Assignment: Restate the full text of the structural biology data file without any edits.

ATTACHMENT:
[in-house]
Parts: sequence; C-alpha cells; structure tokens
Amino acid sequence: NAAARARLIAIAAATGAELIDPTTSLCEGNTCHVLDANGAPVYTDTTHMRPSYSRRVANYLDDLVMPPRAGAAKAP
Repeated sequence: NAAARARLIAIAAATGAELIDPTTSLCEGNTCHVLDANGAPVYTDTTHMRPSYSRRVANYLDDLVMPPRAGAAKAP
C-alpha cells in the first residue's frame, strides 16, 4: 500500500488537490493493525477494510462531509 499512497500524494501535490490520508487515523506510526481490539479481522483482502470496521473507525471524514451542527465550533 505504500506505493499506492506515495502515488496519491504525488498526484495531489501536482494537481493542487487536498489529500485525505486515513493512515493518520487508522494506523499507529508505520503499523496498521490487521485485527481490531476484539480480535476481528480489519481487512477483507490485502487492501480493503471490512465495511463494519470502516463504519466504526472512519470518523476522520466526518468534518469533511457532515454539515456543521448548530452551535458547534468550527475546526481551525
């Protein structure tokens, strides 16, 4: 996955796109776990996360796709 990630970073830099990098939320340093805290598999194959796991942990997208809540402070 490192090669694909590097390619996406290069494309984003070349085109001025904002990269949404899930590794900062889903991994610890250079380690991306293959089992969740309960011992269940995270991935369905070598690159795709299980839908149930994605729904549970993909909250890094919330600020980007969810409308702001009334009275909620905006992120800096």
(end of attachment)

[in-house]
Parts: sequence; C-alpha cells; structure tokens
Amino acid sequence: NAAARARLIAIAAATGAELIDPTTSLCEGNTCHVLDANGAPVYTDTTHMRPSYSRRVANYLDDLVMPPRAGAAKAP
Repeated sequence: NAAARARLIAIAAATGAELIDPTTSLCEGNTCHVLDANGAPVYTDTTHMRPSYSRRVANYLDDLVMPPRAGAAKAP
C-alpha cells in the first residue's frame, strides 16, 4: 500500500488537490493493525477494510462531509 499512497500524494501535490490520508487515523506510526481490539479481522483482502470496521473507525471524514451542527465550533 505504500506505493499506492506515495502515488496519491504525488498526484495531489501536482494537481493542487487536498489529500485525505486515513493512515493518520487508522494506523499507529508505520503499523496498521490487521485485527481490531476484539480480535476481528480489519481487512477483507490485502487492501480493503471490512465495511463494519470502516463504519466504526472512519470518523476522520466526518468534518469533511457532515454539515456543521448548530452551535458547534468550527475546526481551525
């Protein structure tokens, strides 16, 4: 996955796109776990996360796709 990630970073830099990098939320340093805290598999194959796991942990997208809540402070 490192090669694909590097390619996406290069494309984003070349085109001025904002990269949404899930590794900062889903991994610890250079380690991306293959089992969740309960011992269940995270991935369905070598690159795709299980839908149930994605729904549970993909909250890094919330600020980007969810409308702001009334009275909620905006992120800096």